So if I had another EC2 instance here, that'd want to talk to this EC2 instance, and it knew its IP address, it would be part of that local part of the table. And in order to get the traffic to say, go out of the subnet and to maybe exit through the internet gateway, you could have a, let's say, an external route that points to the internet gateway. Your local traffic stays internal and your external traffic will hop out to the internet gateway. And so that's one of the very basics of, how do I get connectivity inwards and outwards? The first step to get it out is to make sure we have internet gateway. The second step is to make sure we have a route, on a route table, on a subnet, like this guy, pointing towards that internet gateway.
Now that gets us traffic going out of our VPC, out to the internet. How do we make sure the traffic can come back into it? Let's say, for that person who wanted to check out a cool cat picture. Well, you have to make sure that this puppy right here, this EC2 instance, has a public IP address. And as long as you have a public IP address and you have an external connection to the internet gateway, and somebody knows that public IP address or domain name associated with it, they can send traffic inwards and outwards.
here are two other gotchas that we need to pay attention here because maybe you do have all this set up already but traffic is not able to go through. The things that you'd want to look out for, at this point, is that you have a security group attached to this EC2 instance that allows traffic to go out, probably on port 80. And that's probably HTTP. You could also do HTTPS. And the final thing you'd want to check, if you still didn't have access to the instance you were looking for, is that maybe the subnet had a NACL, a network ACL, and you had to make sure that it wasn't blocking the traffic, no blocking, blocking bad. And that right there would get you basic level connectivity into AWS, into your VPC, into your subnets that live within an availability zone, to talk to an EC2 instance.
Now this is just scratching the surface of all of the information that you need to know for networking. But I wanted to sort of bring you in here and show you how digestible it actually can be, if you take it bite by bite and a little bit at a time. If you're interested in learning more about that whole subnetting process, and subnets in general, I made a Tablet Talk already, speaking about that. And you can find it over here. And if you'd like to learn more about the extended process of how networking works, we have an entire learning path sort of set up to talk about this entire subject. I just wanted to create this video to help draw you in and show you things at a very high level.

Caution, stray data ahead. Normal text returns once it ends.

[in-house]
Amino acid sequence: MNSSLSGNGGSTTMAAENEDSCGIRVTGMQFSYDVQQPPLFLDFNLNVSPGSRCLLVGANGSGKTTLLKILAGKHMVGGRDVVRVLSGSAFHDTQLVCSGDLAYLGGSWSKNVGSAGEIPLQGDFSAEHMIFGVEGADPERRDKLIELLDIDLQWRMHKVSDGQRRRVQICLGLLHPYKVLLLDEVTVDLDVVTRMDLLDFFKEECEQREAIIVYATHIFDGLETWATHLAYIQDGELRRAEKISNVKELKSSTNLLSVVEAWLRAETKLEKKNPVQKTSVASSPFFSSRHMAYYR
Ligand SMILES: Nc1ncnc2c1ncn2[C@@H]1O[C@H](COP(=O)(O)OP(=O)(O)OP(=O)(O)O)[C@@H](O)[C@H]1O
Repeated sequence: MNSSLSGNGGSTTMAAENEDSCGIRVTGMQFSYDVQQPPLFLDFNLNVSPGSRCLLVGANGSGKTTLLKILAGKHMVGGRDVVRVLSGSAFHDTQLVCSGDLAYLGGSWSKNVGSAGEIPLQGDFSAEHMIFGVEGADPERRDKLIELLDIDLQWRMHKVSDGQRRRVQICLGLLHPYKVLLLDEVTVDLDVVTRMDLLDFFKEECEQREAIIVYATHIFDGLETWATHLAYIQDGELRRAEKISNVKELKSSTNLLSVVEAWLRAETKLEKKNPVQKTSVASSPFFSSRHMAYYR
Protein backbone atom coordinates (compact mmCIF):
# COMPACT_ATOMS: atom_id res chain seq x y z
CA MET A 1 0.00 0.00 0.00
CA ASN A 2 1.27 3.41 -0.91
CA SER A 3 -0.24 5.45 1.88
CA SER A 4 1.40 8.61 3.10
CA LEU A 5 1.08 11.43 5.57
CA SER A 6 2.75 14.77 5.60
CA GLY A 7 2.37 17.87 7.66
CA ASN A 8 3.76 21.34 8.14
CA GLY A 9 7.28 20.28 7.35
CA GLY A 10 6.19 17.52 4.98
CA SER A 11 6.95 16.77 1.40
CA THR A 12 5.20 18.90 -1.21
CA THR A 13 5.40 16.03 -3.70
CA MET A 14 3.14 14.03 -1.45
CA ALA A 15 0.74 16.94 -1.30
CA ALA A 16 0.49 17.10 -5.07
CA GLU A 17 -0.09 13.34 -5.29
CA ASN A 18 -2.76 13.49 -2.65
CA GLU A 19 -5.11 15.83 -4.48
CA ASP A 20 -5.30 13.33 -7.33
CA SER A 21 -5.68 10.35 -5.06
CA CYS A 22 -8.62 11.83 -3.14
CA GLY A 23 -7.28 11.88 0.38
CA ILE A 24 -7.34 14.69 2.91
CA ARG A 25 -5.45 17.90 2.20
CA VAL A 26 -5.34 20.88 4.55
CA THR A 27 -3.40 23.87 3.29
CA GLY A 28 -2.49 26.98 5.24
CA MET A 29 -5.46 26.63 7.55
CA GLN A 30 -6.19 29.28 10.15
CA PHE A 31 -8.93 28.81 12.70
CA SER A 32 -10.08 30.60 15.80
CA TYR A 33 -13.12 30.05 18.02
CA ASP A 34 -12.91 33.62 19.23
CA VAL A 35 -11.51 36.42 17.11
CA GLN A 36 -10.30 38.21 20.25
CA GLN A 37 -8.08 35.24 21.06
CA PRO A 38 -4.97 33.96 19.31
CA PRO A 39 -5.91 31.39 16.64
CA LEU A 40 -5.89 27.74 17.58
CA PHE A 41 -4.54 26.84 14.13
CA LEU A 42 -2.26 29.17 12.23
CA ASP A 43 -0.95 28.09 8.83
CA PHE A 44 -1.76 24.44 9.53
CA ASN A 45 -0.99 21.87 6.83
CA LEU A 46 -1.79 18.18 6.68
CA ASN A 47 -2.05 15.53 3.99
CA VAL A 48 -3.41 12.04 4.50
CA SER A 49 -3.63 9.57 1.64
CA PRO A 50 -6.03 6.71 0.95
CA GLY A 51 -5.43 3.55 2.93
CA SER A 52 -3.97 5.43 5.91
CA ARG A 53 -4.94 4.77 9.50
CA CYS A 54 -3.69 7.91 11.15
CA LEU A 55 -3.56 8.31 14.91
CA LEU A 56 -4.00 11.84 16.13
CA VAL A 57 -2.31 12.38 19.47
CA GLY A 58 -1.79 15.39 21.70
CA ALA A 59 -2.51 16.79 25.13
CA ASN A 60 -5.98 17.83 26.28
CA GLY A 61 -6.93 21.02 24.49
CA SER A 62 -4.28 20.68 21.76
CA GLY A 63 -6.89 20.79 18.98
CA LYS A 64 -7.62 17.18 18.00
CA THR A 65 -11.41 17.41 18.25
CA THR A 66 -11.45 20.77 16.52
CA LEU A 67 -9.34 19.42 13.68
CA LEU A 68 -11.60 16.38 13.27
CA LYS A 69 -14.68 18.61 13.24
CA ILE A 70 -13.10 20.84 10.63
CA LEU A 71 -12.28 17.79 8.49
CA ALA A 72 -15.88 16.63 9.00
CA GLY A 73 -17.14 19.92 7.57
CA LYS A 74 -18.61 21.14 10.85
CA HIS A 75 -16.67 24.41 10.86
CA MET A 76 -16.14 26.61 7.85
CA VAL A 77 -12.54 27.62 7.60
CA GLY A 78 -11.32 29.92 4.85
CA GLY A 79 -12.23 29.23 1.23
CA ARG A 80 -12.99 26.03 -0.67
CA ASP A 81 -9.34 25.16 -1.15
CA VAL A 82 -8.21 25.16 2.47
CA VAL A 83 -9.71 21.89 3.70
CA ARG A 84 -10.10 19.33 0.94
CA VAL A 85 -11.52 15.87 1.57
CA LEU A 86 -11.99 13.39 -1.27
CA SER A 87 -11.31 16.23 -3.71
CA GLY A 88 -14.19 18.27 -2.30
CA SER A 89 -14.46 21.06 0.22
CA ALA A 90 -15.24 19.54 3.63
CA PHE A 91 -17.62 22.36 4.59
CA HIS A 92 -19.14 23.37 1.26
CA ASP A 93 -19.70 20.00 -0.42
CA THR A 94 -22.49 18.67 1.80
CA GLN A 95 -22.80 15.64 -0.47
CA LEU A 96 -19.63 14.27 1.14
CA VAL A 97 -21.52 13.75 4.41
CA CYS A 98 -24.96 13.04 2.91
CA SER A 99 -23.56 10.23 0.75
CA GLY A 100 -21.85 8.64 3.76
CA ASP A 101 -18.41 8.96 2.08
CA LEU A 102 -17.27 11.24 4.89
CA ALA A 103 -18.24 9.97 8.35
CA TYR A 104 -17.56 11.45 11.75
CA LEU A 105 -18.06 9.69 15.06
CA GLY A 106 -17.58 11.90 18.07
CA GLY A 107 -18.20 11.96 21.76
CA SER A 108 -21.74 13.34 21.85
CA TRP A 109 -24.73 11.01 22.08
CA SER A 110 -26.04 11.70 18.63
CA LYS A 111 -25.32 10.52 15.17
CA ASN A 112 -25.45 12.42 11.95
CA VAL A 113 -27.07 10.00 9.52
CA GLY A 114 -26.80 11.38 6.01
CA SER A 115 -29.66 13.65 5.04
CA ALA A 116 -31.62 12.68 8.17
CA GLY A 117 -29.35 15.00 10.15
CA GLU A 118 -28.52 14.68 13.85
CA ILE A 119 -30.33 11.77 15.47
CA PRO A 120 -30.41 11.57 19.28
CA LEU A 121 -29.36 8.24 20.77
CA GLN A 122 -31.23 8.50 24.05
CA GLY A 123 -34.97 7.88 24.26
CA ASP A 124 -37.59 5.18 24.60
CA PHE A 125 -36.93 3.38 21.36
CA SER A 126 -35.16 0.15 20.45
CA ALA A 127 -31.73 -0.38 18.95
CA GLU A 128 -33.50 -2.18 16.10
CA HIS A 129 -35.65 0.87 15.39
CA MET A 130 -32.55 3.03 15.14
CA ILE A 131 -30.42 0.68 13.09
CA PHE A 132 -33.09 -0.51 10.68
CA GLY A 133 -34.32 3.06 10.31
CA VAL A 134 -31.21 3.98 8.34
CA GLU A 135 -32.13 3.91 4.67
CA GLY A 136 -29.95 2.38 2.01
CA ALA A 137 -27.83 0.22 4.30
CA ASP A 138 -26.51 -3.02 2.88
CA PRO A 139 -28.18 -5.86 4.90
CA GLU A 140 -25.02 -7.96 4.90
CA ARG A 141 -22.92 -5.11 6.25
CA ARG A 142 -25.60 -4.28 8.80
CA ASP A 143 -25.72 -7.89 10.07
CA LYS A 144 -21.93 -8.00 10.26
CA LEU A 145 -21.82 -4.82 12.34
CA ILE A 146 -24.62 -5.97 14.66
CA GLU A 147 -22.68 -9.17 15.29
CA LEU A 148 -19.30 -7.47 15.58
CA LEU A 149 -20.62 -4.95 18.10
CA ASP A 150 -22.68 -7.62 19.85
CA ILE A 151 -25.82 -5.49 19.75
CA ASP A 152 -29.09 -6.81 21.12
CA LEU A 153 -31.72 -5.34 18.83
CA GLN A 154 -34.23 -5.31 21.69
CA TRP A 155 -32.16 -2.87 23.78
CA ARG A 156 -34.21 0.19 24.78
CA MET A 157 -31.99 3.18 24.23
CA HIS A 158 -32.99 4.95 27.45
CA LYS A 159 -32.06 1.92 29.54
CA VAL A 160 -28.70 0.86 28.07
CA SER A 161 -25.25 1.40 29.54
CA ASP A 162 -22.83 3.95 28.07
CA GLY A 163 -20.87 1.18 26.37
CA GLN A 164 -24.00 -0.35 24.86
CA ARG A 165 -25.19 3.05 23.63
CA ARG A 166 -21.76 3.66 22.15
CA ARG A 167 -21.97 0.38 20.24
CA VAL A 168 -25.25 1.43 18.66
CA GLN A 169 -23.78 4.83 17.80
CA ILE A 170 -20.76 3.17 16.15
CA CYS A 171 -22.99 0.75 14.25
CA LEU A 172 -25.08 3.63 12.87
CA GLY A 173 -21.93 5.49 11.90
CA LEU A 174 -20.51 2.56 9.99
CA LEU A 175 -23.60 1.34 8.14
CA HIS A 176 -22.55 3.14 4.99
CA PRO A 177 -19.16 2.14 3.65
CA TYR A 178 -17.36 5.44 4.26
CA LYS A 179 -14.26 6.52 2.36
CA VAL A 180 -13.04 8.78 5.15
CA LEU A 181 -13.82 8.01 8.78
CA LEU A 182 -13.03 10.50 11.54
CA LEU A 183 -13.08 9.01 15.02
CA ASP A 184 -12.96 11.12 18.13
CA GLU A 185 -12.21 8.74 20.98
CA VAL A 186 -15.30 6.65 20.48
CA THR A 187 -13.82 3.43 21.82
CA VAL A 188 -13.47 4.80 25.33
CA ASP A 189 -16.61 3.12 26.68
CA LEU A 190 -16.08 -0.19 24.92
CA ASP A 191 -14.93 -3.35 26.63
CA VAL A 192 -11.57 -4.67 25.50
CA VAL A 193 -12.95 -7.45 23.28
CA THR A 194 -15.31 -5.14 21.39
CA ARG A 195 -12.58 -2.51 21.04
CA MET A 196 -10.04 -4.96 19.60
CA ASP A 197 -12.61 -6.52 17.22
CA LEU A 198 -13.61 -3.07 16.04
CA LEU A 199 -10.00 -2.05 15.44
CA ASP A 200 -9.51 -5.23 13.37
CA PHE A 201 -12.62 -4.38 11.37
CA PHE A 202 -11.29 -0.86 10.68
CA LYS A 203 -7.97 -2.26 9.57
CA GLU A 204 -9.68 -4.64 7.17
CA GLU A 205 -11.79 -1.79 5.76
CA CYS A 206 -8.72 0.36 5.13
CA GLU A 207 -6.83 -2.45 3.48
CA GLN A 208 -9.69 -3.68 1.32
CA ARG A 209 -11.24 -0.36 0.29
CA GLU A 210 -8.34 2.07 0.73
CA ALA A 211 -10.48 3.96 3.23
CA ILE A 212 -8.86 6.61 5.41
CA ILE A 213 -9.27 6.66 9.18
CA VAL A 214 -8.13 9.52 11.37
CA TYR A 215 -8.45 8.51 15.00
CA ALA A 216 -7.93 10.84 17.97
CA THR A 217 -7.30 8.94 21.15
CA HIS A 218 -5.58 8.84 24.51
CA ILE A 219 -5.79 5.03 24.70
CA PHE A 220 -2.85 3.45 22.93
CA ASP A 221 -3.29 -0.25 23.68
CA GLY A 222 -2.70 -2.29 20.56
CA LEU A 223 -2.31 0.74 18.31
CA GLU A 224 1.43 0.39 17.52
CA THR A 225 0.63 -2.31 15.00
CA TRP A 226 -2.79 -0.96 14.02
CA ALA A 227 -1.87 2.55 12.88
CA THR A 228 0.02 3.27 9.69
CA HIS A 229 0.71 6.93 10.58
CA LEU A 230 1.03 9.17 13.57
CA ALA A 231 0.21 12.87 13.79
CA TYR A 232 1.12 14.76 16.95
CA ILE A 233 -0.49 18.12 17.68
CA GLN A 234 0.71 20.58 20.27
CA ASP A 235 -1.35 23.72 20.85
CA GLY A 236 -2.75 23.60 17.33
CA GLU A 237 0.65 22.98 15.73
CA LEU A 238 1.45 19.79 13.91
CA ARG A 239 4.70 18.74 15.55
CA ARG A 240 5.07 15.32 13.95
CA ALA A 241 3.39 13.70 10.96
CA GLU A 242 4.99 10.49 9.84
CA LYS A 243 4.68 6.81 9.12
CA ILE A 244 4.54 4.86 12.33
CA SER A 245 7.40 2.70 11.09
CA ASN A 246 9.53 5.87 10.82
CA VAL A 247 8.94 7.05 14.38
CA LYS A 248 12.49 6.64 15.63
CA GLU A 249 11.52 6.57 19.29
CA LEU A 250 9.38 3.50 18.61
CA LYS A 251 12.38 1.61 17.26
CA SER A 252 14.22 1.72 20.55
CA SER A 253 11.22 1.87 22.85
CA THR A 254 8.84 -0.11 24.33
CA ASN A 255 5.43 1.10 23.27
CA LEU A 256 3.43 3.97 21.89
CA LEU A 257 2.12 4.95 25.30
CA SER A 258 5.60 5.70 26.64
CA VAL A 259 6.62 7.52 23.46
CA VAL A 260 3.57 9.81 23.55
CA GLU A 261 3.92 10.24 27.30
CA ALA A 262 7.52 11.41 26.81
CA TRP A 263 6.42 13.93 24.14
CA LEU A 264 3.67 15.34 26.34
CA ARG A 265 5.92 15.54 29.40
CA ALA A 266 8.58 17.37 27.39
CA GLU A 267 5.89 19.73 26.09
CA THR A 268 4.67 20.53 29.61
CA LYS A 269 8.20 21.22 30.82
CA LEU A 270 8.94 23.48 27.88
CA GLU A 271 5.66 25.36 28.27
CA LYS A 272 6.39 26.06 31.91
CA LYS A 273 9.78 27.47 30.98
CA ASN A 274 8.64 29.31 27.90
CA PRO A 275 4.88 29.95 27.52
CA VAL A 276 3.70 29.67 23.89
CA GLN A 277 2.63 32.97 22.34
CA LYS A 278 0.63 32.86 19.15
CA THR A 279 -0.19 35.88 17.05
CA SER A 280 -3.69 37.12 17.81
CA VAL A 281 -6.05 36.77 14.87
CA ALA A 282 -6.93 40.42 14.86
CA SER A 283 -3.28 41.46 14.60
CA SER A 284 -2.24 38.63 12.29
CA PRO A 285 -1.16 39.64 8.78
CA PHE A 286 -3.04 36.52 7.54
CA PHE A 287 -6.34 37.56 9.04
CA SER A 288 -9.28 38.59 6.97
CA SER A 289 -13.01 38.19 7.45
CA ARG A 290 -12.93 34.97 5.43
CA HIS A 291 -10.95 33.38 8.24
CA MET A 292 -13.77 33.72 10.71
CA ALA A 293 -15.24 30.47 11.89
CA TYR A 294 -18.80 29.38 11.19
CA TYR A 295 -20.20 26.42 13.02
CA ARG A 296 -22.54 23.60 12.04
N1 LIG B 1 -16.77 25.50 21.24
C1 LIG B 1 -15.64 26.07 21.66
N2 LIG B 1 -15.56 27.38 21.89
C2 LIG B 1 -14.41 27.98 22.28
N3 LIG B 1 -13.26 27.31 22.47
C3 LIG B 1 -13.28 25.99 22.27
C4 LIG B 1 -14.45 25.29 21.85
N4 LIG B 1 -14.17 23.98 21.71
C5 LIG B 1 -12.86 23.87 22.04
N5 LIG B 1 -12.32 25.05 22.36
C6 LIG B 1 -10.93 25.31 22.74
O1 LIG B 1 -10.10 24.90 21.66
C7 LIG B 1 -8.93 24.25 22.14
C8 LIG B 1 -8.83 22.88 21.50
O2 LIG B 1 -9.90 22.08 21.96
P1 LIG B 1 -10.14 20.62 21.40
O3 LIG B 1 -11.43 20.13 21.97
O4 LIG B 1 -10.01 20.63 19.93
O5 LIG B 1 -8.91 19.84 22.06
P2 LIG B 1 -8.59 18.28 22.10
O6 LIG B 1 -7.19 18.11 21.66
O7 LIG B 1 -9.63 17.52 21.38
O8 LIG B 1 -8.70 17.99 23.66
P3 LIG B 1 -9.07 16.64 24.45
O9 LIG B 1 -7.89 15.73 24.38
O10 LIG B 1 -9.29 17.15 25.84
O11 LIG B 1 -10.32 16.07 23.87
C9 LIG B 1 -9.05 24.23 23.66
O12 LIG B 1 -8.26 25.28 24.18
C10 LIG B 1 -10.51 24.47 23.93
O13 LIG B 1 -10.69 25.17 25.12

Well, I hope you've enjoyed yourself learning about this topic, learning a little bit about an intro to networking. I'd like to encourage you to go explore those videos, those learning paths. And if you have any questions, go ahead and send me an email. My name's Will at firstname.lastname@example.org. And I'll answer any fun networking stuff you may have, or not fun stuff. I even do that too. All right, guys, thank you so much, bye.
William Meadows is a passionately curious human currently living in the Bay Area in California. His career has included working with lasers, teaching teenagers how to code, and creating classes about cloud technology that are taught all over the world. His dedication to completing goals and helping others is what brings meaning to his life. In his free time, he enjoys reading Reddit, playing video games, and writing books.